Paul Nash was born in London. After failing the entrance exam for for the Navy, he studied at Chelsea Polytechnic and the Slade School of Fine Art, both in London. He was appointed an Official War Artist in World War I. Between the wars he designed textiles, stage scenery, costumes and ceramics, as well as painting in oil and watercolour. All of his work shows a characteristically analytical approach, reducing a subject to its essential form, but remaining conscious of the intangible mystery in all matter. His touch is typically gentle and delicate - none of his forms, however abstract, are made to look entirely mechanical or geometric.

During the 1930s Nash was fascinated by surrealism and by the power of objects to evoke associations alien to their basic forms, and his own work reveals these preoccupations. Objects which held special meaning for him - the sun and moon, the sunflower and fungus, early burial mounds, rocks, the sea and clumps of trees - were drawn together in landscapes empty of people, but which still suggest their presence. In 1933 he established Unit One, a group of artists that included Henry Moore, Edward Wadsworth, Edward Burra and Ben Nicholson, and whose aims were to promote modern art through a blend of abstraction and surrealism. During World War II he was again appointed an Official War Artist, producing memorable images of the war-torn countryside and the dogfights above, which in turn are sinister and lyrical, surreal yet rooted in the traditions of English landscape painting.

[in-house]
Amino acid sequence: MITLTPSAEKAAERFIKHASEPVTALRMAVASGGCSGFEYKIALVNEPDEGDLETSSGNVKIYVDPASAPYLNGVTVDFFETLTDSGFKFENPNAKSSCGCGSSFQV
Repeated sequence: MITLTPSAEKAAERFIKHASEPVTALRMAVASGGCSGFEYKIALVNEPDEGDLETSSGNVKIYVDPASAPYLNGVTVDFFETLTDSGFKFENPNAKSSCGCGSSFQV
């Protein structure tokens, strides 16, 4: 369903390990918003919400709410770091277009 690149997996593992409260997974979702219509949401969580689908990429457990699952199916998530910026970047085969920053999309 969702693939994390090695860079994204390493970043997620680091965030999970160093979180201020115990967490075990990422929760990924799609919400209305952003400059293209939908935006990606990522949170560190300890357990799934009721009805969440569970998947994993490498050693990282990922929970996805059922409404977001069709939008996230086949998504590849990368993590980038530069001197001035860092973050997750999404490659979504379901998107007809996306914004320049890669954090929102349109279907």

Further reading:
Paul Nash, Outline: An Autobiography , Faber & Faber, London 1951
Andrew Causey, Paul Nash, Clarendon Press, Oxford 1980
Paul Nash Places, Arts Council of Great Britain 1989
Paul Nash Aerial Creatures, Imperial War Museum 1996